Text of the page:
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Rush Sim Center Earns Accreditation from American College of Surgeons

Rush Sim Center Earns Accreditation from American College of Surgeons

The Rush Center for Clinical Skills and Simulation has received accreditation from the American College of Surgeons, a recognition that the 17-year-old facility, which underwent a major renovation in 2014, is at the forefront of this 21st century model for training medical personnel across the board.

Accreditation from the ACS, one of two authorizing organizations for simulation centers, is a recognition that Rush holds to the highest standards with its overall simulation program. It promotes patient safety by establishing best practices, evaluating protocols on an ongoing basis and updating them as needed.

"A lot of places have Sim Centers, but not all of them have the high-quality simulation-based medical education that we offer here," says Michelle Sergel MD, Executive Co-director of the center.

The center offers a wide variety of training that reaches across the Rush University System for Health and to health professionals throughout Chicagoland and beyond. For example, the center will host the Simulation and Procedural Bootcamp for Emergency Medical Clinicians on October 14-16. The CE credit-eligible program for emergency room physicians, nurse practitioners, physician assistants, advance practice clinicians and others allows professionals to master crucial procedures commonly performed in emergency departments in high-fidelity simulation. Rush University is a member of the Chicago Simulation Consortium and also hosts disaster simulations for the Advanced Trauma Training Program taught by Emergency Medicine faculty members to military medical personnel several times each year.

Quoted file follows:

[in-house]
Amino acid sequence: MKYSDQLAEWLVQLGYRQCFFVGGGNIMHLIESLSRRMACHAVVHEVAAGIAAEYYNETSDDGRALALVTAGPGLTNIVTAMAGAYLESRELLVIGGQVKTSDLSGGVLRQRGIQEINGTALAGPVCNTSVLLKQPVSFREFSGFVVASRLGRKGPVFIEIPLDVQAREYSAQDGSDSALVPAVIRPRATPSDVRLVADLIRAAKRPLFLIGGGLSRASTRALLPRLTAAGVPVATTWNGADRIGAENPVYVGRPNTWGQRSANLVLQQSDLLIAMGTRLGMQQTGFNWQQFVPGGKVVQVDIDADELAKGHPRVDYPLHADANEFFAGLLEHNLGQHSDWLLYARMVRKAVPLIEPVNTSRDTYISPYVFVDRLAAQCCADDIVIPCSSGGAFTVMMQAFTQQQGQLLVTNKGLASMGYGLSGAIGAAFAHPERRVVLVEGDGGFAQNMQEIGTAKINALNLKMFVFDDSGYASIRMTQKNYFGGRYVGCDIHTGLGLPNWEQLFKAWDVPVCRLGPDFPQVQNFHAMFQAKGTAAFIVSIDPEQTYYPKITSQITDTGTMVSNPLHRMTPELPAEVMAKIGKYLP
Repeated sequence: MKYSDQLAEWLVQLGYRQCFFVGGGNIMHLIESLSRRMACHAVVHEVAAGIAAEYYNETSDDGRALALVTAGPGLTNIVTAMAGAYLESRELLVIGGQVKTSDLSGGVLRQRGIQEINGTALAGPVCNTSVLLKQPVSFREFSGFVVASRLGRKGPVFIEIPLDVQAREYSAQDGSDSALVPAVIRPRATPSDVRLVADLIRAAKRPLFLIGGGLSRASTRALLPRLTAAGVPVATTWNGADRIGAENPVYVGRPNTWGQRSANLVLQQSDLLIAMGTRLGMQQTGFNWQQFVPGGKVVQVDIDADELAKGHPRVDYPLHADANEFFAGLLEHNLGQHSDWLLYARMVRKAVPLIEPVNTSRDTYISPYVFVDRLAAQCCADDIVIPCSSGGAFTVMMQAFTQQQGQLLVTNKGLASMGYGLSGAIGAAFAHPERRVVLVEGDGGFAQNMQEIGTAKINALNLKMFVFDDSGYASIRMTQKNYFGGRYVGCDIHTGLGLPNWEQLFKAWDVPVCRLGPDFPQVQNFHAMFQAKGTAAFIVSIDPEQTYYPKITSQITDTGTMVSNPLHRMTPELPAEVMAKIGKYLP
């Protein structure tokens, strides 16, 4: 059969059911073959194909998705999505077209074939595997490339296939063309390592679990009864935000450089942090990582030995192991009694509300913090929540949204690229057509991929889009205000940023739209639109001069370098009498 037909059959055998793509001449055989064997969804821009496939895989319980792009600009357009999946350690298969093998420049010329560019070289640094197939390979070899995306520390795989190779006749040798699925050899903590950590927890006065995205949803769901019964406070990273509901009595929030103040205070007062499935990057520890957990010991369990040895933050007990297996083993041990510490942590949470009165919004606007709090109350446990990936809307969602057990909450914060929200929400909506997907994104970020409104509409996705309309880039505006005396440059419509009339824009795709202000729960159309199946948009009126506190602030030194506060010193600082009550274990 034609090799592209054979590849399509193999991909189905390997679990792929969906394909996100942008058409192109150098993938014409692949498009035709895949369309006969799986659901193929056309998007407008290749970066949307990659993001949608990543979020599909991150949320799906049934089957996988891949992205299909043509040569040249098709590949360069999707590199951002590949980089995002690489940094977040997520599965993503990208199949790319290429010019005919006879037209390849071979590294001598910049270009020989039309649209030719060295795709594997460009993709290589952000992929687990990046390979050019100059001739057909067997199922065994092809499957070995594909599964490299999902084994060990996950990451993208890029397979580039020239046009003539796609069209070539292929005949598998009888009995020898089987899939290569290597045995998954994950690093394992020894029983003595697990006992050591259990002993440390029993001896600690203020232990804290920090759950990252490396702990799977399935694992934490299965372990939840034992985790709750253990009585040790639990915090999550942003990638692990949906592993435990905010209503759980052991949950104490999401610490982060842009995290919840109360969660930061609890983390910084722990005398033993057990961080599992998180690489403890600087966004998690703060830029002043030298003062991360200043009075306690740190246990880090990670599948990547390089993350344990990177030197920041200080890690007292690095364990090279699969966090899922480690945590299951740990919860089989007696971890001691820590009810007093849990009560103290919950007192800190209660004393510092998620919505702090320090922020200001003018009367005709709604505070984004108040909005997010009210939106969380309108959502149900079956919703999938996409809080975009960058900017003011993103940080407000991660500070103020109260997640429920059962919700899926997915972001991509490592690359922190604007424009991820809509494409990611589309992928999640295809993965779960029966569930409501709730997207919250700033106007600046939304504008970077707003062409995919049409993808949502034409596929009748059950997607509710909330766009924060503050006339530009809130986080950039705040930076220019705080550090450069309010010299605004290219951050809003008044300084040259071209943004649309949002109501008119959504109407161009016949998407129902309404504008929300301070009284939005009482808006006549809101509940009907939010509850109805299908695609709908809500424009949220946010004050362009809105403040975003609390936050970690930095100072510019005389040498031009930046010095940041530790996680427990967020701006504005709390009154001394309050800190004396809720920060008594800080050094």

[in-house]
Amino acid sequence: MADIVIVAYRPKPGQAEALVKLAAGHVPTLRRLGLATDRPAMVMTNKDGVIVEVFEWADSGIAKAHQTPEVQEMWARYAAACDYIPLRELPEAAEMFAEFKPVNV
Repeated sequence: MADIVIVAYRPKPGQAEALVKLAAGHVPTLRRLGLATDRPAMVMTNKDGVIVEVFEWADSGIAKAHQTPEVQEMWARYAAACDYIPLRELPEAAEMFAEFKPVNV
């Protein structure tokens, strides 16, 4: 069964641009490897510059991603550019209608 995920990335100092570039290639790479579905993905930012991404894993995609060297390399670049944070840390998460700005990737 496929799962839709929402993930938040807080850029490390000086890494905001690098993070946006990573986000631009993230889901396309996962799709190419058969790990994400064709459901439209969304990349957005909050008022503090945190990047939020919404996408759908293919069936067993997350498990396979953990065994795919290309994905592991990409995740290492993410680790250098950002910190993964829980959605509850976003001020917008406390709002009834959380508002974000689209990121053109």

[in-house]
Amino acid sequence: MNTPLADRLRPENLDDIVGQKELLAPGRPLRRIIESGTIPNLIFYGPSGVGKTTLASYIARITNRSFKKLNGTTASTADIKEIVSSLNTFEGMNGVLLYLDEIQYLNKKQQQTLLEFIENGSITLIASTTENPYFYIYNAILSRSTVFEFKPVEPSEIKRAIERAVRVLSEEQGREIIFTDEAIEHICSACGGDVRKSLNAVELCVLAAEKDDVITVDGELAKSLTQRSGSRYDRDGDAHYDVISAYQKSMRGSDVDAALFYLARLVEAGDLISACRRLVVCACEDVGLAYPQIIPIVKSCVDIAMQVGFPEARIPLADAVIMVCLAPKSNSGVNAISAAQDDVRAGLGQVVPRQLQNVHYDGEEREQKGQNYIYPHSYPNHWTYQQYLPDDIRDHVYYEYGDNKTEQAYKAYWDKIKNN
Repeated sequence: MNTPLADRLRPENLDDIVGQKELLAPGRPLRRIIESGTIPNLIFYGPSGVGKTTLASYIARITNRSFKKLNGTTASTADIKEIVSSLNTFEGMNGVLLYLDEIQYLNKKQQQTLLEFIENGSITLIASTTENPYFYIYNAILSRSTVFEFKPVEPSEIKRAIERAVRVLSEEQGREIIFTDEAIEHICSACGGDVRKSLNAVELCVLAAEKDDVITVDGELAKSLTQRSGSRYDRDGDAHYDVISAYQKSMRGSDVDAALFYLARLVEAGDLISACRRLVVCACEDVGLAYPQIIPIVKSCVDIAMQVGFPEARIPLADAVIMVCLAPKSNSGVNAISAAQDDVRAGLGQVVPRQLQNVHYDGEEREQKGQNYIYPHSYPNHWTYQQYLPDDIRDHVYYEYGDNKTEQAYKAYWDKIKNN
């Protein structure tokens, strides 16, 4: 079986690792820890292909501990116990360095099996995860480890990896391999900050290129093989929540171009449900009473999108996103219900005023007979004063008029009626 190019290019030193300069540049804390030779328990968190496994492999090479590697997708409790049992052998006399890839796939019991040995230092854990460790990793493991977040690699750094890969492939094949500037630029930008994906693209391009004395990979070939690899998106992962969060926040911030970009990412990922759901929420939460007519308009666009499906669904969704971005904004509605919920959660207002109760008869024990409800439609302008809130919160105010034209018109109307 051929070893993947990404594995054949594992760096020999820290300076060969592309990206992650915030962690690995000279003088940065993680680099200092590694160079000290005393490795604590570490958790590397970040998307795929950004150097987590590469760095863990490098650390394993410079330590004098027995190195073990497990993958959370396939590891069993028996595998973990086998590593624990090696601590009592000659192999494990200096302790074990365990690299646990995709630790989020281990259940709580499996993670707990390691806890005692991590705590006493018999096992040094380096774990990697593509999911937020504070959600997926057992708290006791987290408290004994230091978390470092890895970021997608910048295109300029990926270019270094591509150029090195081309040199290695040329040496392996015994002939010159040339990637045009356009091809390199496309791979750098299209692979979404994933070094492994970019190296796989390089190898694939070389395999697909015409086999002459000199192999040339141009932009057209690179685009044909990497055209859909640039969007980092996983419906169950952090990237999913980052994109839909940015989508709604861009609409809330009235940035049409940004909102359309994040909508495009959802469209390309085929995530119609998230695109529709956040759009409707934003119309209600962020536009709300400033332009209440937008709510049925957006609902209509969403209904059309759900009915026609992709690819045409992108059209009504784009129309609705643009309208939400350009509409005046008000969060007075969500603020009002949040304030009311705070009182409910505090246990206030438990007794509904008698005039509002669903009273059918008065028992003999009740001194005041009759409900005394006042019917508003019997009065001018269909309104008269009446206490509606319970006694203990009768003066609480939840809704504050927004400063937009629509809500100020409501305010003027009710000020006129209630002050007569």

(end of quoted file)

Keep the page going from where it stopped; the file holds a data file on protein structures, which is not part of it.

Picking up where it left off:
With seven real-world patient-care settings, Rush's Sim Center also offers sessions on laparoscopic surgery; emergency room "Code Blue" crash scenarios; cardiopulmonary resuscitation; and complications from anesthesia, to name a few. Interprofessional training is conducted to improve teamwork and leadership skills for caregiver teams that can include physicians, nurses and other healthcare personnel. Participants can review digital recordings of their sessions, which can also be used to teach other students.

All new residents and students take part in an "on-boarding" program before they start working in the hospital, to check and hone their skills, so they'll be ready for the most demanding parts of the job from day one.

“It's a safe place to make mistakes," says Michael Kremer PhD, CRNA, Executive Co-director of the center.

Rush has 2,700 students in its educational programs, including its colleges of medicine, nursing and health sciences. The medical center's 600 house staff also come to the Sim Center to learn, and to keep their skills current and strong. Rush's Sim Center has gone from 20,000 learner hours per year in 2003 to more than 60,000 learner hours this year.

“Having a single center helps," says Sergel. "They all train under the same roof."

The center deploys, as appropriate, live actors to allow students to practice diagnosing, interacting with patients and family members, communicating with other professionals, and even what to do if a patient's condition deteriorates rapidly. Mannikins emulate heart sounds, pulses, breath sounds, and other bodily functions and may be used for training in invasive procedures like ventilation and defibrillation. Skill trainers and cadaver parts are available to teach central-line placement, emergency surgical airway access and for arthroscopic surgery simulation.

Achieving ACS accreditation is a proud occasion for Rush's Sim Center. Sergel praised Rush leadership for supporting the center's efforts to excel over the years.

And Kremer says, "I'm so proud of our team. We are demonstrating that simulation makes a difference for our students, and ultimately, for our patients."